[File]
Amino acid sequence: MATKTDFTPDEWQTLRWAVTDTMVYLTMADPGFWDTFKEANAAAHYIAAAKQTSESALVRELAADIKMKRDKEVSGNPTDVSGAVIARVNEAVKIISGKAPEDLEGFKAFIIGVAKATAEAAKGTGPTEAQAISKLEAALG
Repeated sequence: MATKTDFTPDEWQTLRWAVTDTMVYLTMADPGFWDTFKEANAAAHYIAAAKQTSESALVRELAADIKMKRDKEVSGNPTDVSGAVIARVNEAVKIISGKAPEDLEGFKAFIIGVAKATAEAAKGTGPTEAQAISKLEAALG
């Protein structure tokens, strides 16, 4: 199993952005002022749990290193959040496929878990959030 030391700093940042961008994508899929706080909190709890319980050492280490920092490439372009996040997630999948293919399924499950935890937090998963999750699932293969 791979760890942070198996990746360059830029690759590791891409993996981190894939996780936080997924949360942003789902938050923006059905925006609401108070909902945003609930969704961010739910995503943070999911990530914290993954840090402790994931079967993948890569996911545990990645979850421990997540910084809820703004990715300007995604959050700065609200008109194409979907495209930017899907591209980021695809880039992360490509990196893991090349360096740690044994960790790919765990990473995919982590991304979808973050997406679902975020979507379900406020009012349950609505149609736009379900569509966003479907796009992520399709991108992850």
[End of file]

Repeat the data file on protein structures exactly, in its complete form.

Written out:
Amino acid sequence: MATKTDFTPDEWQTLRWAVTDTMVYLTMADPGFWDTFKEANAAAHYIAAAKQTSESALVRELAADIKMKRDKEVSGNPTDVSGAVIARVNEAVKIISGKAPEDLEGFKAFIIGVAKATAEAAKGTGPTEAQAISKLEAALG
Repeated sequence: MATKTDFTPDEWQTLRWAVTDTMVYLTMADPGFWDTFKEANAAAHYIAAAKQTSESALVRELAADIKMKRDKEVSGNPTDVSGAVIARVNEAVKIISGKAPEDLEGFKAFIIGVAKATAEAAKGTGPTEAQAISKLEAALG
């Protein structure tokens, strides 16, 4: 199993952005002022749990290193959040496929878990959030 030391700093940042961008994508899929706080909190709890319980050492280490920092490439372009996040997630999948293919399924499950935890937090998963999750699932293969 791979760890942070198996990746360059830029690759590791891409993996981190894939996780936080997924949360942003789902938050923006059905925006609401108070909902945003609930969704961010739910995503943070999911990530914290993954840090402790994931079967993948890569996911545990990645979850421990997540910084809820703004990715300007995604959050700065609200008109194409979907495209930017899907591209980021695809880039992360490509990196893991090349360096740690044994960790790919765990990473995919982590991304979808973050997406679902975020979507379900406020009012349950609505149609736009379900569509966003479907796009992520399709991108992850």